View your list of saved words. (You can log in using Facebook.)
Stone-tool industry of the early Paleolithic (beginning c. 2.5 million years ago) characterized by crudely worked pebble tools. Oldowan tools, made of quartz, quartzite, or basalt, are chipped in two directions to form simple, rough implements for chopping, scraping, or cutting. The industry is associated with early hominids, such as Homo habilis and possibly also Australopithecusrobustus, and has been found at Olduvai Gorge (from which its name derives), Lake Turkana (see Lake Turkana remains), and the Afar region of Ethiopia. Oldowan tools were made for nearly 1.5 million years before the emergence of the Acheulean industry.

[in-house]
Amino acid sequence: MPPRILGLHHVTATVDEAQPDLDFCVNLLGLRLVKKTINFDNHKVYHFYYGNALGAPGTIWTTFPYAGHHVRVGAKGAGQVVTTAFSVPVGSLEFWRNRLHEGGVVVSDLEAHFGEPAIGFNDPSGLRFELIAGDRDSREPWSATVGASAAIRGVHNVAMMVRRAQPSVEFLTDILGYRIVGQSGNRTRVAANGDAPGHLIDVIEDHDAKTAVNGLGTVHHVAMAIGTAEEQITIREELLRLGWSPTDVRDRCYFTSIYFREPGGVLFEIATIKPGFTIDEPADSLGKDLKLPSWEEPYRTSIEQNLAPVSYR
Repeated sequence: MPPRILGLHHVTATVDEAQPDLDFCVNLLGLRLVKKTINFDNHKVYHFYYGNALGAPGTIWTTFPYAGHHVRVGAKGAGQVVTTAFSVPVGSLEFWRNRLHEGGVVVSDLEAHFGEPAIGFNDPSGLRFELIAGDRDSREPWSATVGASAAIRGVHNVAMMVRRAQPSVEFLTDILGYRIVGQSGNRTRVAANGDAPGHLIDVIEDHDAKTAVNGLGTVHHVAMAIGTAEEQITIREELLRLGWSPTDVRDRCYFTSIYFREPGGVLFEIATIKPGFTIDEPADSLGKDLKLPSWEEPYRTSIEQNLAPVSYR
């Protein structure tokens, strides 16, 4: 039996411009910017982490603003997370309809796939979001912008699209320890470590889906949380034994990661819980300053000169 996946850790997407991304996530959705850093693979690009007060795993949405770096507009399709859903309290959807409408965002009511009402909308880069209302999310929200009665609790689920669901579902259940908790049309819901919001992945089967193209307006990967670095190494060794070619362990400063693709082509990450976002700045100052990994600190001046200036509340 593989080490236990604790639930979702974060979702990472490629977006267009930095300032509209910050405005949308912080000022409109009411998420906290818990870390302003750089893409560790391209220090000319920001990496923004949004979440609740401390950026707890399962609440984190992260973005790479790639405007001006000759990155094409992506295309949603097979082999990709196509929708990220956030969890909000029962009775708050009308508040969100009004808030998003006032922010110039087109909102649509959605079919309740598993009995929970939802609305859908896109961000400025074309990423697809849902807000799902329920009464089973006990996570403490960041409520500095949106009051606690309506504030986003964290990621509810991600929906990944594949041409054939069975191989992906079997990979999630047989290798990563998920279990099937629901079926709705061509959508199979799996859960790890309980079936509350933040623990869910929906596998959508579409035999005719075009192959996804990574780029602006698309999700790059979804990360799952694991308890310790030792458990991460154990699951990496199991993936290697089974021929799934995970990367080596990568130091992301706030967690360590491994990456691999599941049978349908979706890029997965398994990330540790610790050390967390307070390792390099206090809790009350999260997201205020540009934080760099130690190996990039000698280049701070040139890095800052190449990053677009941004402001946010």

This entry comes from Encyclopædia Britannica Concise. For the full entry on Oldowan industry, visit Britannica.com.
Seen & Heard
What made you look up Oldowan industry? Please tell us what you were reading, watching or discussing that led you here.